Story at a glance
After the Supreme Court overturned Roe v. Wade, many states across the country enacted bans or severe limitations on abortion.
But under one federal law, the Emergency Medical Treatment and Labor Act (EMTALA), emergency physicians are being encouraged to still provide emergency abortion care.
The Department of Health and Human Services (HHS) sent letters to health care providers across the country affirming that EMTALA preempts any state’s abortion restrictions.
Thousands of emergency room doctors around the country are in an abortion tug of war, faced with a decision to follow a federal law that allows for abortions in life-threatening situations or respect state laws that ban the procedure.
Even though the Supreme Court ruled to overturn Roe v. Wade in June — eliminating the constitutional right to abortion in the U.S. — there is still a decades-old federal law that mandates hospitals and physicians provide screening and stabilizing treatment in emergency situations, including abortion, in order to save a patient’s life.
It’s known as the Emergency Medical Treatment and Labor Act (EMTALA) and it lays out procedures that emergency departments across the country must follow, regardless of a patient’s insurance status or ability to pay. It broadly defines an emergency as a condition that has “acute symptoms of sufficient severity” and if gone untreated could reasonably be expected to place an individual’s health, or the health of an unborn child, in serious jeopardy.
After the Supreme Court ruled Roe was no longer valid, states across the country immediately began rolling back abortion protections. At least a dozen states enacted restrictive laws that outlawed abortion with minimal exceptions, like Missouri, Louisiana, Texas, South Dakota and more.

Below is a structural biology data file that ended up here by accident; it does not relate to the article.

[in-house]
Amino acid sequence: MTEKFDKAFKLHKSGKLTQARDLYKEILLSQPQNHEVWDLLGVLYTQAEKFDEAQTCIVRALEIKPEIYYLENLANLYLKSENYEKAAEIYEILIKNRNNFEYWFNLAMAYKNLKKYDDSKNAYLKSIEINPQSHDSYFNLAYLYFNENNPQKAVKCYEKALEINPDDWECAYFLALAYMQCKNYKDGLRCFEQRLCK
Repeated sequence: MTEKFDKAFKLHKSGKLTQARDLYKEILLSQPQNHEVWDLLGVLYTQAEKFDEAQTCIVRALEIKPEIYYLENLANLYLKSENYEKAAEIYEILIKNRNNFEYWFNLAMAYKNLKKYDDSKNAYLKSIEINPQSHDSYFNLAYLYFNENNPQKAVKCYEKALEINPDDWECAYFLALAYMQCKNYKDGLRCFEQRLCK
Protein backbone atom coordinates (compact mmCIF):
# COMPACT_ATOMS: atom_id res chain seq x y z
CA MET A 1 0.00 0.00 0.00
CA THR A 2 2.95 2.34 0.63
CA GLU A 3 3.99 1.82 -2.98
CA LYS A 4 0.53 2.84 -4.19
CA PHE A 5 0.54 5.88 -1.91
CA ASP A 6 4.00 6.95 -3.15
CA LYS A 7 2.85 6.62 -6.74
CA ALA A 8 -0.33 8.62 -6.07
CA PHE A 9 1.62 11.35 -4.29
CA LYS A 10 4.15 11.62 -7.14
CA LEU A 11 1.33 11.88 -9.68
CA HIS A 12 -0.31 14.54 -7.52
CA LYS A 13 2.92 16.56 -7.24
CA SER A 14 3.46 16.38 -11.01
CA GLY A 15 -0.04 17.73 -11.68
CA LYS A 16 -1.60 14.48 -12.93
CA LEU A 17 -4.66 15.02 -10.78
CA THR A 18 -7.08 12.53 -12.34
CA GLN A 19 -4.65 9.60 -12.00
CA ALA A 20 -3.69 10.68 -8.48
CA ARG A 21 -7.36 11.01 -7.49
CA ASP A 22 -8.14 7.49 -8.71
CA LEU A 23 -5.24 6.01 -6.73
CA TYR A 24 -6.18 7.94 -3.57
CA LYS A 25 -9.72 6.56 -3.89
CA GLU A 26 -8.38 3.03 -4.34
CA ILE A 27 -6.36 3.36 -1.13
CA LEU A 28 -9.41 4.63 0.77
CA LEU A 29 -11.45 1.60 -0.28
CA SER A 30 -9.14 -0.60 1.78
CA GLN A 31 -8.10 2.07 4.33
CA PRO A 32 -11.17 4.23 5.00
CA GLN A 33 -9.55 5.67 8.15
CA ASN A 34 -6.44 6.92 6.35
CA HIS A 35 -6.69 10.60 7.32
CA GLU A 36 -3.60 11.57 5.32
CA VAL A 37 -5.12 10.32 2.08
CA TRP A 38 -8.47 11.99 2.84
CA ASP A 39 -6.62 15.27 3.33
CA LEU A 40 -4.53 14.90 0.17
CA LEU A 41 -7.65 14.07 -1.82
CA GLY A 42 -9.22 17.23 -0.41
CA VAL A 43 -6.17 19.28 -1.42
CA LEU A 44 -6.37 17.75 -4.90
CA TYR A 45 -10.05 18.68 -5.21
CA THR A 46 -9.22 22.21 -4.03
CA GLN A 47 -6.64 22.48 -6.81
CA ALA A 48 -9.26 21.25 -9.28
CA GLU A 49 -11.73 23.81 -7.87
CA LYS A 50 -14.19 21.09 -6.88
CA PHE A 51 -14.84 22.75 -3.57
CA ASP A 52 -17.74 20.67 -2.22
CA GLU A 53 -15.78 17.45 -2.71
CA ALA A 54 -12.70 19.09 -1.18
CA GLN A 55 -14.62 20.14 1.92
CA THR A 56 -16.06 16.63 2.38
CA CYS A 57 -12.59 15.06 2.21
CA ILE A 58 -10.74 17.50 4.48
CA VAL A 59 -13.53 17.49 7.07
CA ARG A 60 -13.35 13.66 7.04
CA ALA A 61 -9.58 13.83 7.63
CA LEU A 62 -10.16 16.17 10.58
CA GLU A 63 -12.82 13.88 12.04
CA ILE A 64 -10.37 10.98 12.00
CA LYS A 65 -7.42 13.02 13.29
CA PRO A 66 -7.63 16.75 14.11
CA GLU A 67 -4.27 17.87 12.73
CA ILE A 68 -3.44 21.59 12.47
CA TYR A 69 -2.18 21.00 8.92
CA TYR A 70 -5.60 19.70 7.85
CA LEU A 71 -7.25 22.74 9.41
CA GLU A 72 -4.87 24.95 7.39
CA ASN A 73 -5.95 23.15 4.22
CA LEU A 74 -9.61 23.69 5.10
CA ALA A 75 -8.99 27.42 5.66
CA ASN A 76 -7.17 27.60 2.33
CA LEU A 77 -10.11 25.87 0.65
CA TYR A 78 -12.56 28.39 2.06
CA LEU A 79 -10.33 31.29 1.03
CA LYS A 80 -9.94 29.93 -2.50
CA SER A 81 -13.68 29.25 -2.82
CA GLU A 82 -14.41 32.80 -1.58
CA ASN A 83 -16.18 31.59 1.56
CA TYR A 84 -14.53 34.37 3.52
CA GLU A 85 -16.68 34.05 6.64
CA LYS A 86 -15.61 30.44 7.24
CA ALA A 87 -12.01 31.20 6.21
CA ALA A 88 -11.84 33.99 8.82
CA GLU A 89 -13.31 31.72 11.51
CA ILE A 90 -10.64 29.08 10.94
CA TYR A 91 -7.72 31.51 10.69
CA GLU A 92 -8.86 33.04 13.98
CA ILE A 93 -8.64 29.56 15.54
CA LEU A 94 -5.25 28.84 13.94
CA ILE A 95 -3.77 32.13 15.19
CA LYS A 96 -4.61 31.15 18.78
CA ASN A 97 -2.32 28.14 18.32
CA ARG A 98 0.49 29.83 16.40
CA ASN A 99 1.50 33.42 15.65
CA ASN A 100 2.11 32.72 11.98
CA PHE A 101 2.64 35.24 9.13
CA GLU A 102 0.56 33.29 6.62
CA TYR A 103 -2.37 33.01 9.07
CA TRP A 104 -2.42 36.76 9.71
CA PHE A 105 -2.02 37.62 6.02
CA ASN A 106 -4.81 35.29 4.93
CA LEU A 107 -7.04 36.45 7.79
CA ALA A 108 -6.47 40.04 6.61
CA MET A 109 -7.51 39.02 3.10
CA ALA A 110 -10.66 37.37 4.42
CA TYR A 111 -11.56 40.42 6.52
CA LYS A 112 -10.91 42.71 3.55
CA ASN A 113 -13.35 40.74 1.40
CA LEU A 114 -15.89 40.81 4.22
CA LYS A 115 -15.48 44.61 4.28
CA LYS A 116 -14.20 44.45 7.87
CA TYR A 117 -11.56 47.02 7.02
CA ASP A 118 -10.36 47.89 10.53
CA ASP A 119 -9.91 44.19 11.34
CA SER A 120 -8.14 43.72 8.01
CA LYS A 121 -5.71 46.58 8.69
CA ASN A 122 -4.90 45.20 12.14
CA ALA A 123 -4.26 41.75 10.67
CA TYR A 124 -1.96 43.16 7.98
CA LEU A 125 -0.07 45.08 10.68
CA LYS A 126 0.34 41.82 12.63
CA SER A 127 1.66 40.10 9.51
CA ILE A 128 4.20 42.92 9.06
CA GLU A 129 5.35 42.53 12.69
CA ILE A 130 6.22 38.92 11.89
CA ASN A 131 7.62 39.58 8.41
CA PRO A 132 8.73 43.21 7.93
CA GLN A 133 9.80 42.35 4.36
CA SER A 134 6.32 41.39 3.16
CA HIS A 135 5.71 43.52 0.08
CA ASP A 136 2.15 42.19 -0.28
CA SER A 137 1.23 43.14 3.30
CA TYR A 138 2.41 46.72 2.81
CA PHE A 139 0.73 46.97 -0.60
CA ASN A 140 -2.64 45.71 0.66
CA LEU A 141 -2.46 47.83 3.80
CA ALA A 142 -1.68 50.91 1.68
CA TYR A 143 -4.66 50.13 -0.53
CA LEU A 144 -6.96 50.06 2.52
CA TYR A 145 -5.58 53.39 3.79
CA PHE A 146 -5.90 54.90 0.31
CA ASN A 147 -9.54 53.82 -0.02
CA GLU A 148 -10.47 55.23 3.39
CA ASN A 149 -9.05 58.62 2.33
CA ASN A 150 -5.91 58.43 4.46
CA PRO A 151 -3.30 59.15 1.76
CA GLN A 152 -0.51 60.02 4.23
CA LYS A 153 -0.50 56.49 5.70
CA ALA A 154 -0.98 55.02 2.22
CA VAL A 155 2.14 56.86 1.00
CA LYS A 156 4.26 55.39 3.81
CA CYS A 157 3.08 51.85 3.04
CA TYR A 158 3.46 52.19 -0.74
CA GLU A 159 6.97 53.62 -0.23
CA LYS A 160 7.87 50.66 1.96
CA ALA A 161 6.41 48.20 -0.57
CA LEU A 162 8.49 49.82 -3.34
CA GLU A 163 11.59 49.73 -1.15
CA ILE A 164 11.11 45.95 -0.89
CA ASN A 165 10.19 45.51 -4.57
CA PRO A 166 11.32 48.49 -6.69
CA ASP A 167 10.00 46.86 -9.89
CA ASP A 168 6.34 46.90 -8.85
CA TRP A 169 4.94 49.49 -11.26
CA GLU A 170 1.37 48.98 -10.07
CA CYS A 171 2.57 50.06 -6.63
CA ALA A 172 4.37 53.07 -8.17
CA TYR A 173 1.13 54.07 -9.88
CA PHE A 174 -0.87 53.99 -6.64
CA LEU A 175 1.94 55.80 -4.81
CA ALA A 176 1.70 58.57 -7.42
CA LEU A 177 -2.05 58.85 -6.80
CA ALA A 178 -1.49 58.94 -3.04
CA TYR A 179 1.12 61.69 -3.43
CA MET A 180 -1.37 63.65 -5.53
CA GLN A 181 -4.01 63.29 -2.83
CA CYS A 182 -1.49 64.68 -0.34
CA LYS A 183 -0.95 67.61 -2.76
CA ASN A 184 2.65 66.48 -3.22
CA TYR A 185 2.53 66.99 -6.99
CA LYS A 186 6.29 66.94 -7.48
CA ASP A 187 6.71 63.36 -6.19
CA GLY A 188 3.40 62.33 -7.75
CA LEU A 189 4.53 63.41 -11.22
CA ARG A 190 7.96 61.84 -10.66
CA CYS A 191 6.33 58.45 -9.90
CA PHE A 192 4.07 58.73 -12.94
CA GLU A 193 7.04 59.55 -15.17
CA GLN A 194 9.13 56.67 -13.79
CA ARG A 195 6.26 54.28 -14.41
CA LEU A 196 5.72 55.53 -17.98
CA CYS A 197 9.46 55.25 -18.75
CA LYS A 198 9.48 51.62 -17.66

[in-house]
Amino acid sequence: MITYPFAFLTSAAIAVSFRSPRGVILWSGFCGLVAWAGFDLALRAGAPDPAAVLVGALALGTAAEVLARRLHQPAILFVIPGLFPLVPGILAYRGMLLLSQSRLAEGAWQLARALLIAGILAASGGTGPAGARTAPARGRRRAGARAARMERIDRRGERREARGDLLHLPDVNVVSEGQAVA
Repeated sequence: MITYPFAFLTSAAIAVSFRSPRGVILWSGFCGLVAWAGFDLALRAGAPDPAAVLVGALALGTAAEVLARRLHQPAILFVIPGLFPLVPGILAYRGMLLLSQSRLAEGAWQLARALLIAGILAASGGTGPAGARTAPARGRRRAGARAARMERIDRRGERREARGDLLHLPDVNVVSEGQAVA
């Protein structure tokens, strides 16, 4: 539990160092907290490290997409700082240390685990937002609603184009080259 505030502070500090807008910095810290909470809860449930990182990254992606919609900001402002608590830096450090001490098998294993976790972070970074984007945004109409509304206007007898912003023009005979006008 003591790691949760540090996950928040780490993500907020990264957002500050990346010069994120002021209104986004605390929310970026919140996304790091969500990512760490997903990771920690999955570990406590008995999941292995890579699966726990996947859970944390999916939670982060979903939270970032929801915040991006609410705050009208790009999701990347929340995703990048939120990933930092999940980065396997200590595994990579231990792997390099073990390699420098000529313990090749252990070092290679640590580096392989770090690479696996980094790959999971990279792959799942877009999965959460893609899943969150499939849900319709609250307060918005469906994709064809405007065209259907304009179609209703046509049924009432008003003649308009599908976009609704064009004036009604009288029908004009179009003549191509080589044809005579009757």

However, the federal government has attempted to push back by leveraging EMTALA.
In July, the Department of Health and Human Services (HHS) sent letters to health care providers across the country affirming that as frontline providers, EMTALA, “protects your clinical judgement and the action that you take to provide stabilizing medical treatment to your pregnant patients, regardless of the restrictions in the state where you practice.”
“Any state laws or mandates that employ a more restrictive definition of an emergency medical condition are preempted by the EMTALA statute,” read HHS’s letter.
The agency went on to clarify that emergency medical conditions involving pregnant patients may include, but are not limited to, ectopic pregnancy, complications of pregnancy loss and preeclampsia.
Ectopic pregnancies are fairly common — happening in 1 out of 50 pregnancies in the U.S. It’s considered life threatening for the mother and fetus, with abortion a common method of treatment.
However, emergency room physicians are reconsidering their approach. Like in Ohio, which has outlawed abortion after six weeks of pregnancy, or generally when fetus cardiac activity is detected. The law makes no exceptions for rape or incest, but does allow abortion to prevent the death or serious risk to a major bodily function of the pregnant mother.